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Kristoffer Henriksen, Carsten Hvid Larsen, Louise Kamuk Storm and Knud Ryom

Young competitive athletes are not miniature elite athletes; they are a distinct client group to whom sport psychology practitioners (SPPs) increasingly deliver services. Interventions with this client group are often undertaken by newly educated SPPs who are in need of good guiding principles. Yet, there is a lack of research informing SPPs’ work with this group. In this current study, semistructured qualitative interviews were conducted with four experienced practitioners about their most successful interventions in competitive youth sport. Analysis showed three major themes: (a) young athletes should be equipped with a holistic skills package that enables them to handle a number of existential challenges; (b) young athletes are embedded in an environment (coaches, experts, teammates etc.) that should be involved in the interventions; and (c) interventions with young athletes should maintain a long-term focus. These themes are discussed in the context of current literature on sport psychology service delivery.

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Kendahl Shortway, Marina Oganesova and Andrew Vincent

Sport psychology practitioners on college campuses, whether contracted or employed by the institution, often develop close and influential relationships with the student-athletes whom they serve. These relationships can serve multiple functions and may be affected by issues that occur outside of

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Kristoffer Henriksen, Louise Kamuk Storm, Natalia Stambulova, Nicklas Pyrdol and Carsten Hvid Larsen

. Based on interviews with expert sport psychology practitioners (SPPs), the present study investigates successful and less successful intervention experiences in two main contexts: competitive youth and elite senior sport. Successful sport psychology interventions are sensitized in the sense that they

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Jana L. Fogaca, Jack C. Watson II and Sam J. Zizzi

them develop better relationships with clients ( Rønnestad & Skovholt, 2003 ; Stoltenberg & McNeil, 2009 ). Tod ( 2007 ) has suggested that sport psychology use counseling development theory as a framework to better understand sport psychology practitioners’ development. Although previous studies have

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Alessandro Quartiroli, Edward F. Etzel, Sharon M. Knight and Rebecca A. Zakrajsek

continued to necessitate that sport psychology practitioners work with their unique clientele in a range of nontraditional environments (e.g., hotel lobbies, during air travel), working conditions (e.g., quick meetings during water breaks or time trials while practicing the sport), and professional roles (e

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Nicole T. Gabana, Aaron D’Addario, Matteo Luzzeri, Stinne Soendergaard and Y. Joel Wong

applicability of gratitude interventions in sport, as well as insight into how an athlete’s spiritual/religious identity may intersect with other variables related to mental health and performance. Understanding these relationships can allow sport psychology practitioners to be more intentional when considering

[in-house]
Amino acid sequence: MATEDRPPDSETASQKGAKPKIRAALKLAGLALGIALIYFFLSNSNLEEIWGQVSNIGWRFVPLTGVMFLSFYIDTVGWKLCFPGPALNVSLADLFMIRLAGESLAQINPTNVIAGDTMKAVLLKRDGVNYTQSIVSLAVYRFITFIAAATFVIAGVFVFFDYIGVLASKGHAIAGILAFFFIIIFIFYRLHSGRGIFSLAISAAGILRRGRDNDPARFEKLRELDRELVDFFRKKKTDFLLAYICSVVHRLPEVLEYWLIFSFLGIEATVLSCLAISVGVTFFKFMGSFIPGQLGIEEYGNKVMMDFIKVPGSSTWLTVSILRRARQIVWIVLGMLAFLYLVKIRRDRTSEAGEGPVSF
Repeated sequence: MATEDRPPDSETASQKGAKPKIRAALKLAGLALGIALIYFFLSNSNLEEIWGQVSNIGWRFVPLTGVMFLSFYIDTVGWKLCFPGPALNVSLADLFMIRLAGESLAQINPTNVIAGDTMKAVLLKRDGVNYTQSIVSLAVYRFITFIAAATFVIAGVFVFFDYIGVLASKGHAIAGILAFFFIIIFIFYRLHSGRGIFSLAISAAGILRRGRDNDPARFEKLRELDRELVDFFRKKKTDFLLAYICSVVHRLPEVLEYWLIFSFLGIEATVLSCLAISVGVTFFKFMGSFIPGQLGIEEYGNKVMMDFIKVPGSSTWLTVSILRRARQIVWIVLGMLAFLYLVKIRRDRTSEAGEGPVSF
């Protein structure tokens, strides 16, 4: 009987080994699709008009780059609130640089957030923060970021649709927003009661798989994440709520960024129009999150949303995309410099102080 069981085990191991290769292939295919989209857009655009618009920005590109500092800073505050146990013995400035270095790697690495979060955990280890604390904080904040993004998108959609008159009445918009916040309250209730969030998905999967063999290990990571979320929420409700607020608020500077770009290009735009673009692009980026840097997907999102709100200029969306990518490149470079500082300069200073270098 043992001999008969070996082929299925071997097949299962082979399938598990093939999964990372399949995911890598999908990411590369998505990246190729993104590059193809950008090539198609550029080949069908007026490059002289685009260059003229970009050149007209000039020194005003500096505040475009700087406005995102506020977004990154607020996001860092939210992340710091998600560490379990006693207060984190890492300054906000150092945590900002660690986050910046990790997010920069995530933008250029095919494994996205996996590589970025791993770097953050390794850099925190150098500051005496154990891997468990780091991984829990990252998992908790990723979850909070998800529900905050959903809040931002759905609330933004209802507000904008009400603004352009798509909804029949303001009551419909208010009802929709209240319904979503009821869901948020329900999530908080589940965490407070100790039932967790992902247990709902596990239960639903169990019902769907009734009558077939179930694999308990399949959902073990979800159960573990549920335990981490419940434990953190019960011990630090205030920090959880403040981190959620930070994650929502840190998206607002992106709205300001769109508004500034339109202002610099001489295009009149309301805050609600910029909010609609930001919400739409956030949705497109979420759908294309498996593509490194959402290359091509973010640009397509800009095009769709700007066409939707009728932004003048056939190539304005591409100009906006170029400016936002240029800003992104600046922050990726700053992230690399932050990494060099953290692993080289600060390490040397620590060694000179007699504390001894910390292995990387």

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Leonardo Ruiz, Judy L. Van Raalte, Thaddeus France and Al Petitpas

others in similar positions, “machismo” beliefs and a fear of being vulnerable to other players who are vying for the same limited professional sport opportunities may be major obstacles to seeking help from sport psychologists or other helping professionals. Sport psychology practitioners who work

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Jeffrey G. Caron, Gordon A. Bloom, Karen M. Johnston and Catherine M. Sabiston

The purpose of this study was to understand the meanings and lived experiences of multiple concussions in professional hockey players using hermeneutic, idiographic, and inductive approaches within an interpretative phenomenological analysis. The interviewer was an athlete who had suffered multiple concussions, and the interviewees were five former National Hockey League athletes who had retired due to medically diagnosed concussions suffered during their careers. The men discussed the physical and psychological symptoms they experienced as a result of their concussions and how the symptoms affected their professional careers, personal relationships, and quality of life. The former professional athletes related these symptoms to the turmoil that is ever present in their lives. These findings are of interest to athletes, coaches, sport administrators, family members, sport psychology practitioners, and medical professionals, as they highlight the severity of short- and long-term effects of concussions.

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Justine J. Reel

strategies and performance enhancement approaches to best serve athletes, exercisers, and other performers. JCSP provides practical recommendations to mental health providers and applied sport psychology practitioners, stimulates provocative discussions, promotes best practices and intervention strategies

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Rosemary A. Arthur, Nichola Callow, Ross Roberts and Freya Glendinning

, coaches who have good relationships and regular contact with athletes could be in an ideal position to help athletes incorporate PS consistently into training. In addition, coaches are far greater in number than sport psychology practitioners and coach delivery of PS training would make PS support